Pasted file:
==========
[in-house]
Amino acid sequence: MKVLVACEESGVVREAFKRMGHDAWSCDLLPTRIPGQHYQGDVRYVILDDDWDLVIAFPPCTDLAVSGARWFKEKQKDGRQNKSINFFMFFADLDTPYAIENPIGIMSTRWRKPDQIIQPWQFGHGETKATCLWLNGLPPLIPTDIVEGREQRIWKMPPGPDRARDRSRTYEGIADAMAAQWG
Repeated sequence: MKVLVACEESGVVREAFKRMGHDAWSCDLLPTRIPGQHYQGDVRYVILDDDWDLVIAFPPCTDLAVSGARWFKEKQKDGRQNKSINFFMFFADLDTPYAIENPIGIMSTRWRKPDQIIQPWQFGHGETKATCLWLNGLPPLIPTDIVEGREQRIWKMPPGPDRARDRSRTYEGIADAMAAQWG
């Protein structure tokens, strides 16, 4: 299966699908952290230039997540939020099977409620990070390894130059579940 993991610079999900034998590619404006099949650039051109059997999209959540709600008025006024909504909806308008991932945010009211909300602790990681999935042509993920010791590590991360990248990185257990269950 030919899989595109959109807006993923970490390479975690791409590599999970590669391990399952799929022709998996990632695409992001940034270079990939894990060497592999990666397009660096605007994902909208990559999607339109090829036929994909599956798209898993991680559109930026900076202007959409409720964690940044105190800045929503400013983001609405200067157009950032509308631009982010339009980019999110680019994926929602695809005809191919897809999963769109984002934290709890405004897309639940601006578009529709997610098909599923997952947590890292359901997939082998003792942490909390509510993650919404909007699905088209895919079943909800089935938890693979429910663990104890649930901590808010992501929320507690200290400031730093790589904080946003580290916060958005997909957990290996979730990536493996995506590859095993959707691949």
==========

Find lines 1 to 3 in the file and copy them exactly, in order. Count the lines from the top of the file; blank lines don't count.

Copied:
[in-house]
Amino acid sequence: MKVLVACEESGVVREAFKRMGHDAWSCDLLPTRIPGQHYQGDVRYVILDDDWDLVIAFPPCTDLAVSGARWFKEKQKDGRQNKSINFFMFFADLDTPYAIENPIGIMSTRWRKPDQIIQPWQFGHGETKATCLWLNGLPPLIPTDIVEGREQRIWKMPPGPDRARDRSRTYEGIADAMAAQWG
Repeated sequence: MKVLVACEESGVVREAFKRMGHDAWSCDLLPTRIPGQHYQGDVRYVILDDDWDLVIAFPPCTDLAVSGARWFKEKQKDGRQNKSINFFMFFADLDTPYAIENPIGIMSTRWRKPDQIIQPWQFGHGETKATCLWLNGLPPLIPTDIVEGREQRIWKMPPGPDRARDRSRTYEGIADAMAAQWG